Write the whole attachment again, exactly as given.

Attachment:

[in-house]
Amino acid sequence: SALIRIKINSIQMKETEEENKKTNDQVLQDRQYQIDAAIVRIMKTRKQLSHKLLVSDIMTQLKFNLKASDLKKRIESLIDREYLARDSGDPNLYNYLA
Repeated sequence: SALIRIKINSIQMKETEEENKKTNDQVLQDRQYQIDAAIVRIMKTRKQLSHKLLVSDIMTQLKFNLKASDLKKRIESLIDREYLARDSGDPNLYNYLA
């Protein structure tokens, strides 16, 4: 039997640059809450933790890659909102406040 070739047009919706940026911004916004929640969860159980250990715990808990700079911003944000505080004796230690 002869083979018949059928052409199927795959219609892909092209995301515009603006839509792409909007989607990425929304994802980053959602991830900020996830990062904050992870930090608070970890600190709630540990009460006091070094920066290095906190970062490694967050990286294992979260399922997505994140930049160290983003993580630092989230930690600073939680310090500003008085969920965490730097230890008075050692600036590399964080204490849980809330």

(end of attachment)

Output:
[in-house]
Amino acid sequence: SALIRIKINSIQMKETEEENKKTNDQVLQDRQYQIDAAIVRIMKTRKQLSHKLLVSDIMTQLKFNLKASDLKKRIESLIDREYLARDSGDPNLYNYLA
Repeated sequence: SALIRIKINSIQMKETEEENKKTNDQVLQDRQYQIDAAIVRIMKTRKQLSHKLLVSDIMTQLKFNLKASDLKKRIESLIDREYLARDSGDPNLYNYLA
């Protein structure tokens, strides 16, 4: 039997640059809450933790890659909102406040 070739047009919706940026911004916004929640969860159980250990715990808990700079911003944000505080004796230690 002869083979018949059928052409199927795959219609892909092209995301515009603006839509792409909007989607990425929304994802980053959602991830900020996830990062904050992870930090608070970890600190709630540990009460006091070094920066290095906190970062490694967050990286294992979260399922997505994140930049160290983003993580630092989230930690600073939680310090500003008085969920965490730097230890008075050692600036590399964080204490849980809330």